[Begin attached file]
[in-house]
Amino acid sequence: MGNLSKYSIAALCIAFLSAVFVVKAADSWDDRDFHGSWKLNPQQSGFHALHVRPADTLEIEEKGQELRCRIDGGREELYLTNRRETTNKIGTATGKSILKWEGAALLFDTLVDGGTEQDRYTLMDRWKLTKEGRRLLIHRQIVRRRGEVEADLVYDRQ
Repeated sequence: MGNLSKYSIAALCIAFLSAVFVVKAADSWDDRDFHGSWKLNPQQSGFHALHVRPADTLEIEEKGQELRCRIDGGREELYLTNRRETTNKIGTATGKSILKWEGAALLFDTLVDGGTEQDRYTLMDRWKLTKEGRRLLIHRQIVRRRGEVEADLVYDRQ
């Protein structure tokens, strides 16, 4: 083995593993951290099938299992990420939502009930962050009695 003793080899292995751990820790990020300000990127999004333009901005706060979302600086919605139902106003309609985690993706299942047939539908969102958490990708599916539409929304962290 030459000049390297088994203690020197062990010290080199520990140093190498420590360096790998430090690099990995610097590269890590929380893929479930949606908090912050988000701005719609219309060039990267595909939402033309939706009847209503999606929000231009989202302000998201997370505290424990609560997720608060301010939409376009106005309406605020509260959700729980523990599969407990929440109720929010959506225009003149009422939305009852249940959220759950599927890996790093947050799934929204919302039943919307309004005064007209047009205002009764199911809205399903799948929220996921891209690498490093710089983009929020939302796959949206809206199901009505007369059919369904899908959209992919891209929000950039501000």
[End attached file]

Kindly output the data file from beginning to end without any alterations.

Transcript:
[in-house]
Amino acid sequence: MGNLSKYSIAALCIAFLSAVFVVKAADSWDDRDFHGSWKLNPQQSGFHALHVRPADTLEIEEKGQELRCRIDGGREELYLTNRRETTNKIGTATGKSILKWEGAALLFDTLVDGGTEQDRYTLMDRWKLTKEGRRLLIHRQIVRRRGEVEADLVYDRQ
Repeated sequence: MGNLSKYSIAALCIAFLSAVFVVKAADSWDDRDFHGSWKLNPQQSGFHALHVRPADTLEIEEKGQELRCRIDGGREELYLTNRRETTNKIGTATGKSILKWEGAALLFDTLVDGGTEQDRYTLMDRWKLTKEGRRLLIHRQIVRRRGEVEADLVYDRQ
């Protein structure tokens, strides 16, 4: 083995593993951290099938299992990420939502009930962050009695 003793080899292995751990820790990020300000990127999004333009901005706060979302600086919605139902106003309609985690993706299942047939539908969102958490990708599916539409929304962290 030459000049390297088994203690020197062990010290080199520990140093190498420590360096790998430090690099990995610097590269890590929380893929479930949606908090912050988000701005719609219309060039990267595909939402033309939706009847209503999606929000231009989202302000998201997370505290424990609560997720608060301010939409376009106005309406605020509260959700729980523990599969407990929440109720929010959506225009003149009422939305009852249940959220759950599927890996790093947050799934929204919302039943919307309004005064007209047009205002009764199911809205399903799948929220996921891209690498490093710089983009929020939302796959949206809206199901009505007369059919369904899908959209992919891209929000950039501000």